When the project is delivered, the construction will have used approximately 65,000 cu. yds. (49,696 cu m) or 123,000 tons (111,583 t) concrete, 870 tons (789 t) of structural steel beams, 55,200 ft. (16,824 m) or 10.5 mi. (16.8 km) of concrete beams, 4,500 tons (4,082 t) of rebar and 36,000 tons (32,658 t) of asphalt.
The bridge work is a critical aspect of the revamp.
“The project was set up to build the southbound infrastructure first and then once completed, the northbound side would be constructed,” said Bruning. “The contractor organized his schedule to actually work on seven of the 11 structures during the initial maintenance of traffic phase, leaving only four to be completed in the second phase. One of the major challenges was the extremely wet weather that we experienced. This was especially detrimental to the river bridge work as a majority of the substructure is constructed within the levied section of the Great Miami River.
“Another major undertaking for the project was that the contractor utilized the value engineering change proposal process to modify the design of nine out of the 11 bridges. Although this eventually resulted in a project savings of over $2.5 million, the redesign, review and approval process severely compressed the project schedule during the first full construction season. It required immense commitment and avid communication by both parties to see this come to fruition.”
The contractor is currently working on the four remaining structures, including the northbound halves of both river bridges, as well as the structures for the northbound exit ramp to 1st/2nd Street and the entrance ramp at 3rd Street.
“All four of these bridges should be completed by next summer,” said Bruning.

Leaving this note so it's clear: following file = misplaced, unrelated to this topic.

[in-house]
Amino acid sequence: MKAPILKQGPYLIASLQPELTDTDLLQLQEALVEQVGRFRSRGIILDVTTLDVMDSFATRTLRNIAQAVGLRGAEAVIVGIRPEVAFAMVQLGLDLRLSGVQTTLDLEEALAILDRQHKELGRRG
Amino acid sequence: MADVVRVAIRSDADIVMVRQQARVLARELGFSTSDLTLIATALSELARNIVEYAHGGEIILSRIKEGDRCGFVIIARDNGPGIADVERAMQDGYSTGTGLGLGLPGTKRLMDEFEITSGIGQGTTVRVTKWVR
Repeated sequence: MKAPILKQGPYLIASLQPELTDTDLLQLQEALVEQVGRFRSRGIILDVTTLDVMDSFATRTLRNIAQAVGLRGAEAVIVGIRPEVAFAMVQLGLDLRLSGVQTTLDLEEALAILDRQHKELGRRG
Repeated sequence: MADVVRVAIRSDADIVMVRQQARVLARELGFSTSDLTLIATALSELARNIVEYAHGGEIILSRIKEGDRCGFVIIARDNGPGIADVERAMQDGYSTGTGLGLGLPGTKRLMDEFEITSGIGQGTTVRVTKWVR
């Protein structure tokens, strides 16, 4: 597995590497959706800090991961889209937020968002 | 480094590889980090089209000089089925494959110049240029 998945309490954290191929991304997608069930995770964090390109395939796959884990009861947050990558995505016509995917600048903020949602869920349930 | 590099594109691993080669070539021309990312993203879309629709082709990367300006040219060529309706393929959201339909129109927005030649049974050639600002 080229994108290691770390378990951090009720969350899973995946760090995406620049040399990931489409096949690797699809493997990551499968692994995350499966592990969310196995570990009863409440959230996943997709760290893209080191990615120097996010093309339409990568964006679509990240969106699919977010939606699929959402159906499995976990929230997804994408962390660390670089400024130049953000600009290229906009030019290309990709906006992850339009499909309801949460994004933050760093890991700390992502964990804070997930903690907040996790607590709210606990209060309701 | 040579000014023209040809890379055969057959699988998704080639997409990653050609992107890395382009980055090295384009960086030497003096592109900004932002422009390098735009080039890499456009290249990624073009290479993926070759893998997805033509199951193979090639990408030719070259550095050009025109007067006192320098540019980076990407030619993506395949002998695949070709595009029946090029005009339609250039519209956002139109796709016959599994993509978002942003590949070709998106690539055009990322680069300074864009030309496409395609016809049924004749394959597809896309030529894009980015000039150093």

Major subcontractors brought in by Kokosing include: Blackswamp Steel for reinforcing steel; Security Fence Group for guardrail/fence/signs; Miller Cable Company for highway lighting; Security Traffic and Signal for signals; Barrett Paving Materials for asphalt; and A&A Safety for permanent pavement markings.
During the heart of the construction season there are between 100 to 150 Kokosing/subcontractor personnel on site. ODOT is providing the contractor with areas to establish temporary offices and sites to store materials, vehicles, and repair facilities.
The eight-person ODOT team also has an onsite office.
“The project has formal progress meetings monthly to keep all the project stakeholders up to date on the project's status,” said Bruning. “However, the interactions between the ODOT and Kokosing staffs is daily, if not hourly, as is necessary to coordinate work, resolve current problems and anticipate potential future issues on this tight complex project. Without extensive efforts by both parties, the project's progress would slow and the costs would rise. One of the major keys to success is timely, concise, yet professional, communication at all levels of the project team. This allows the project to provide as much value as possible to the department, the contractor and the traveling public.”